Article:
Election officials: CD2 automatic race recount unlikely, lawsuits expected
Election Day has come and gone for New Mexico. And one race in particular is too close to call––the heavily contested congressional district 2.
Alex Curtas, spokesperson for the Secretary of State's office, joined KUNM Wednesday morning to chat about when we might see the results, what voter turnout looked like, and how election night went in general.
KUNM: Well, I think I speak for all when I say we were glued to our computer and phone screens last night following one race in particular: Congressional District 2, where Republican incumbent, Yvette Herrell is being challenged by Democrat Gabe Vasquez. The race is close right now... So, when will we know the winner?
ALEX CURTAS: Sure, well, like you said the the CD2 race, that's where all eyes are on. Right now it looks like there's a difference of about 1000 votes, 1015 votes in favor of Gabe Vasquez. The vote is in. All the precincts are reporting, there might be some slight outstanding votes still out there. But probably it's very small at this point. We're going to go through the canvassing process now. November 29, is when the state canvassing board meets, and that's when these results become official. So, until the state canvassing board meets this, these are all unofficial results. But if once the state canvassing board meets this, you know, say that this margin of difference holds between Vasquez and Herrell, that is not within the one quarter of one percentage point difference that triggers an automatic recount. If it was within that, the state canvas board would order those recounts. But it's possible that the candidate themselves could order or recount, they have to pay for it in that circumstance. It's also possible, we might see some lawsuits around this because of the kind of high profile nature of the race and the importance of it in control of the US Congress.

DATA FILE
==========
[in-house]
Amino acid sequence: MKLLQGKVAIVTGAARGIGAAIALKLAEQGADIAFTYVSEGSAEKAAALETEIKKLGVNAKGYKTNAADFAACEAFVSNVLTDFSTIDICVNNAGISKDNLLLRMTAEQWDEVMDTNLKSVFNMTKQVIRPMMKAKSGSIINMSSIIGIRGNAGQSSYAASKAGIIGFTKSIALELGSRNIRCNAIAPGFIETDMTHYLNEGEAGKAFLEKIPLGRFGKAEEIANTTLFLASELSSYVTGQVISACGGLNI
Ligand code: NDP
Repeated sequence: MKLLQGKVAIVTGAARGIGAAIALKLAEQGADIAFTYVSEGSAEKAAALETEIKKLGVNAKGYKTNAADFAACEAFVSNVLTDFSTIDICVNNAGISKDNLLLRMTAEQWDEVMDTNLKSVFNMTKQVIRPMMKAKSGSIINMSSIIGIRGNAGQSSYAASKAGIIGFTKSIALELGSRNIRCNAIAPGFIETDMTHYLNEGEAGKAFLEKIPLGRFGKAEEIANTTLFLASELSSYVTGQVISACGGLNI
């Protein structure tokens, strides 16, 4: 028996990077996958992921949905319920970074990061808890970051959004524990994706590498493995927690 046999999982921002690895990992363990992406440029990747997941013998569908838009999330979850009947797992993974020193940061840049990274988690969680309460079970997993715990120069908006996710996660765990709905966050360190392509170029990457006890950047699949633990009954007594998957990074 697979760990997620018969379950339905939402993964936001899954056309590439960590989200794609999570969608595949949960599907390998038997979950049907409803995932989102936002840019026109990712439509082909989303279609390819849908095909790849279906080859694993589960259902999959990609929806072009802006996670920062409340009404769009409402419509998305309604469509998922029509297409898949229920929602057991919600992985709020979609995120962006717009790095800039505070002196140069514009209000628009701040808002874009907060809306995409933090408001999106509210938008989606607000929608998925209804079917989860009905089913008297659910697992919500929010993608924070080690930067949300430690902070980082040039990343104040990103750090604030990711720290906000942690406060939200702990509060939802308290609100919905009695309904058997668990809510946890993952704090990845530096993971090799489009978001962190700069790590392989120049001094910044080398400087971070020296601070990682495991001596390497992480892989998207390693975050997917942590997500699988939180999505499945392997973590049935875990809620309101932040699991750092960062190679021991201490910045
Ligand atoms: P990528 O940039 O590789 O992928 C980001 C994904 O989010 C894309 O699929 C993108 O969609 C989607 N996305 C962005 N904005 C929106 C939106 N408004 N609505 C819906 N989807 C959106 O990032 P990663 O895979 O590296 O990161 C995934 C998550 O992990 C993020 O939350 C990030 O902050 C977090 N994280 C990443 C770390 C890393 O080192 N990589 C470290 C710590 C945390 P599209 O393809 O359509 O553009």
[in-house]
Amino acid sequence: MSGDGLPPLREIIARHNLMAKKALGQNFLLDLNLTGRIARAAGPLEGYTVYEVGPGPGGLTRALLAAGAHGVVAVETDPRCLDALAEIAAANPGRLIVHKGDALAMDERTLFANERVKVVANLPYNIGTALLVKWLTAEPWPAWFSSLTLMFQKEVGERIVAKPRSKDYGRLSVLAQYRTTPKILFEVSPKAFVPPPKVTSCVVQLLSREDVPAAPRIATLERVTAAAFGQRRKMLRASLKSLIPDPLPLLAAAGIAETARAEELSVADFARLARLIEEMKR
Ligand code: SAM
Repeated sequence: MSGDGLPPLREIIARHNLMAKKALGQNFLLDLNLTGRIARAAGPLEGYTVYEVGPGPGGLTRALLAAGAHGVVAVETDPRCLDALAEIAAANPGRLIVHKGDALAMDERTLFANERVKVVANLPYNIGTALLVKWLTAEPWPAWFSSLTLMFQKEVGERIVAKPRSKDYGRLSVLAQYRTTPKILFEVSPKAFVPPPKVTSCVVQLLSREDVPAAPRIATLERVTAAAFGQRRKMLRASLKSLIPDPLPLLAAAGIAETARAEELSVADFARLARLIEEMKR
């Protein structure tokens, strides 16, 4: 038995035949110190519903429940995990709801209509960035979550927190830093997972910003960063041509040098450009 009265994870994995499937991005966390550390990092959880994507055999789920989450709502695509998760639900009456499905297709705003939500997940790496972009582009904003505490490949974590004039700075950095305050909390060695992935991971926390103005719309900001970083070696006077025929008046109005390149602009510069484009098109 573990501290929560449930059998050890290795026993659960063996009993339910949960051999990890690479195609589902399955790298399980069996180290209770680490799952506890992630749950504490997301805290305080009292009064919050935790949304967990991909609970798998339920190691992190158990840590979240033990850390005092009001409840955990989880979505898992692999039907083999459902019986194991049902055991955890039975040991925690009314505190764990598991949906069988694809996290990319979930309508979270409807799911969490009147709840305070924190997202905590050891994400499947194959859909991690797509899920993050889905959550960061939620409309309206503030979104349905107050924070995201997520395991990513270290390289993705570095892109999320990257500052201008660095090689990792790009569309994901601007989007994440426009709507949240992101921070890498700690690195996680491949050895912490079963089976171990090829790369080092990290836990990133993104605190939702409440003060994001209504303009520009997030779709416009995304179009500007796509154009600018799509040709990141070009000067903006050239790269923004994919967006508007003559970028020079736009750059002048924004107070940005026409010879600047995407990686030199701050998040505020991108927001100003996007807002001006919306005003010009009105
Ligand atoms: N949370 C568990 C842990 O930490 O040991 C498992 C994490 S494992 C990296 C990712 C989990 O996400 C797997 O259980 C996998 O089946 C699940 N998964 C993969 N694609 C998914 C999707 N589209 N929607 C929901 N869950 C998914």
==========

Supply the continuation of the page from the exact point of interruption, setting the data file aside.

KUNM: Your office went off-site for last night's election for safety purposes, as you said. How was election day itself? Any threats, problems at polls, perhaps?
CURTAS: Thankfully, the election went off very, very smoothly. And we did not have any disruptions at the polls, no, you know, coordinated efforts of intimidation or harassment. It was a very smooth process. At every level. There were some some small, little, problems throughout the day that are just kind of always to be expected in an election like that. But, really nothing that caused disruption at the polls, nothing that prevented people from voting. So, from the election administration perspective, it was a great success. The only thing I would say on that, it looks like we only reached about 51% total turnout. And you know, as election administrators, we'd like it to be 100%. That could have been better. And that actually is a little bit less than the last midterm election in 2018, where we got to 55% total turnout. So, it was slightly lower than the last midterm election.
KUNM: Well, Alex, let me ask you, how was voter turnout itself yesterday for people voting in person? Was it was it significant?
CURTAS: Yes, it was. It was great. Well over 200,000 people turned out just yesterday. We had, you know, great in-person early voting turnout during the early voting period, you know, well over 250,000 people voted then. And then we had, around 100,000 absentee ballot requests go out. So, it was robust turnout, we would just always liked to have seen it higher. One other good thing though, out of the the numbers from yesterday, is that we had about 20,000 people utilize same-day voter registration. That was both during the early voting period and on election day, but 10,000 people just yesterday on Election Day utilized same-day voter registration, so they were able to register and vote right then. So that's a really great, opportunity for voters to participate, even if they missed those those other registration deadlines. So that was good to see.